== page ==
Traveling with Your Children with ASD

October 6th, 2015

Traveling with Your Children with ASD

By Holly Bortfeld

Over the years, I’ve traveled all over the US with my kids, who both have ASD. Like the movie “Trains, Planes and Automobiles”, we’ve traveled every way possible. Sometimes our travel was for business, sometimes medical, and sometimes pleasure. It takes a little preparation but it's totally worth it!

Packing and traveling with food

Since children with ASD benefit from a clean, restrictive diet, bringing some or all of your own food is necessary and will help you relax and have just one less thing to worry about. It will also save you money, as homemade food is cheaper than eating out three times a day.

  • If you drive, you can take as much food as your car can hold in coolers or boxes.
  • For bus or train travel, they don’t limit liquids but they do limit space, so find out their restrictions BEFORE you pack.
  • If you take a plane, you are limited both by space and restrictions on liquids. TSA rules are very strict and limit you to only a few small 2-ounce bottles, so you will want to bring solid foods like precooked bacon, premade sandwiches, etc. You can buy water or juice at the airport, after you clear security.

Airline Travel

Flying by air is the fastest and can be the most affordable, but it can also be the hardest for multiple reasons: getting through a very busy airport; waiting in many lines; security checkpoints; routine flight delays; unbreakable rules about noise, physical activity and tantrums that can get your family kicked off a flight; being locked in close proximity with a few hundred people for a few hours; and uncomfortable seats and inhumanly small bathrooms. But if you can work past all of those difficult things, you can really open the world for your child to travel, learn, and grow. It is worth it and there is help.

Flying tips:

  • Book nonstop flights to avoid layovers where things can go wrong, such as missed, delayed, or cancelled flights. Layovers also include extra transitions, which can cause anxiety and meltdowns.
  • Request bulkhead seats, which are roomier and eliminate the possibility of seat-kicking.
  • If your child is on a restricted diet and you won’t be able to bring food with you, you can request allergy-specific meals in advance by calling the airline. Don’t expect the food to be great but they usually get it right.
  • Board early to make it easier on everyone to get to your seats without the crush of travelers. Just tell the gate personnel you have a child with special needs and you need to pre-board.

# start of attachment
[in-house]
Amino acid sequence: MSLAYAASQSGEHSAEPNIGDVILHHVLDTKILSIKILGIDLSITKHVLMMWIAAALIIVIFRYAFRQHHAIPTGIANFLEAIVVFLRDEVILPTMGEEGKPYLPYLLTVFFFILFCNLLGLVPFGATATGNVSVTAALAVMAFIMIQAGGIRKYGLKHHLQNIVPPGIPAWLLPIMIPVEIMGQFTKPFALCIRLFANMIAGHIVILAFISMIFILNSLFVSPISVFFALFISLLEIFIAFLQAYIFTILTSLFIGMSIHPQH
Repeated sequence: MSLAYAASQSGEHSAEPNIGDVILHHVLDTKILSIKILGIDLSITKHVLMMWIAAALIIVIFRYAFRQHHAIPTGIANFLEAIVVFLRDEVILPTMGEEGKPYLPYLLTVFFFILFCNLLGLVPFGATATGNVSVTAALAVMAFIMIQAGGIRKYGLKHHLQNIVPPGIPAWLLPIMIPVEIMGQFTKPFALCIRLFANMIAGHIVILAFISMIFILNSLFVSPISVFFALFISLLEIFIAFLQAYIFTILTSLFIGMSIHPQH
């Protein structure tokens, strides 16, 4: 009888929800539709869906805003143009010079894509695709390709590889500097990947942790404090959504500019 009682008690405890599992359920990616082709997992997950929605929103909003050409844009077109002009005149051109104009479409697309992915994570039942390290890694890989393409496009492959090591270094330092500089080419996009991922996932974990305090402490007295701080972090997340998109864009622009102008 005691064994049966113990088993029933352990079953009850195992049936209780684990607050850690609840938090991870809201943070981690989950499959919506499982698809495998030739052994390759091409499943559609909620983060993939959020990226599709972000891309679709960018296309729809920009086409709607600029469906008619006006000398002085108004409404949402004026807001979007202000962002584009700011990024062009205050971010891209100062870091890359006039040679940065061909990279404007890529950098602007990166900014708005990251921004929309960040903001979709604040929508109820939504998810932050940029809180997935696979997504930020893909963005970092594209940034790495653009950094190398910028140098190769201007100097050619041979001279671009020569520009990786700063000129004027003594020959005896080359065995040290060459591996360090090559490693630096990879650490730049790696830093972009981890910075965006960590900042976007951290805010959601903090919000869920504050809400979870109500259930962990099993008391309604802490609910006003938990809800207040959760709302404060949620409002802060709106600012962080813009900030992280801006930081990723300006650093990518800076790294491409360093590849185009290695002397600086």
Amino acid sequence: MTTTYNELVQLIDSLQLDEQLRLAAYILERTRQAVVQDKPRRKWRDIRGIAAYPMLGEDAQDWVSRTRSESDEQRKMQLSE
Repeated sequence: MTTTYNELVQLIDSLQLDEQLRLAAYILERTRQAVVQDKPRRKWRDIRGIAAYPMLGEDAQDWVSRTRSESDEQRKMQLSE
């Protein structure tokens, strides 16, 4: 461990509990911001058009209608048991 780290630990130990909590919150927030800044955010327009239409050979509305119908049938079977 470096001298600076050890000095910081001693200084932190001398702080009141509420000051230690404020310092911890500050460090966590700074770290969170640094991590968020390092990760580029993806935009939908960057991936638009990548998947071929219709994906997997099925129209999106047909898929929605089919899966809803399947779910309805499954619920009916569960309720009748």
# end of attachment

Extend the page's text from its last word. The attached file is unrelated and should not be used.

• Bring proof of your child’s diagnosis, just in case.
  • Bring toys, comfort items, books, iPod/iPad, food, and anything else that keeps your child happy and entertained.
  • Battery operated noise cancelling headphones can be very helpful.

TSA Cares helpline

Anyone with a disability or traveling with a person with a disability can contact the TSA Cares Helpline. Call TSA Cares 72 hours prior to your flight at 1-855-787-2227. This service is available at ALL airports in the USA. You can alert TSA of a special-needs passenger BEFORE you arrive at the airport. More info at Travelers with Disabilities and Medical Conditions.

Flight preparation for travelers with autism

Boston’s Logan, Washington’s Dulles, Minneapolis' MSP, New York’s JFK, Philadelphia International and Atlanta's Hartsfield-Jackson are just a few of the airports that offer walk-through practice and mock boarding. Call your local airport and ask if there is an autism access program that will let families take a practice run through airport security.

JetBlue has partnered with Autism Speaks to offer Blue Horizons for Autism at several of its airports.

Wings for Autism®

Social stories and suggested reading

You can also create social stories to visually walk your child through the process. Also, check out books like The Noisy Airplane Ride by Mike Downs or the “My Plane Trip” coloring book.

Video modeling has videos for everything imaginable, including boarding, take-off, in-flight and landing:

Travel skills

For my daughter with Asperger’s, we used traveling as a tool to teach her map-reading and navigation of the airport. It was her job to get us from the walkway of the plane to the baggage claim by reading the signs. Those skills still serve her well. Reading train and bus schedules, navigating crowded areas, getting though security, and waiting to board are also great skills for kids to learn.

Safety precautions while traveling with kids with ASD

Traveling with children who have limited ability to tell adults they are lost and how to find their parents present requires extra precautions.

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  2. […] possible, book nonstop flights to avoid the hassle of layovers, missed connections and the fear of more take offs and […]

  3. […] Read TACA’s Traveling with your children with ASD. […]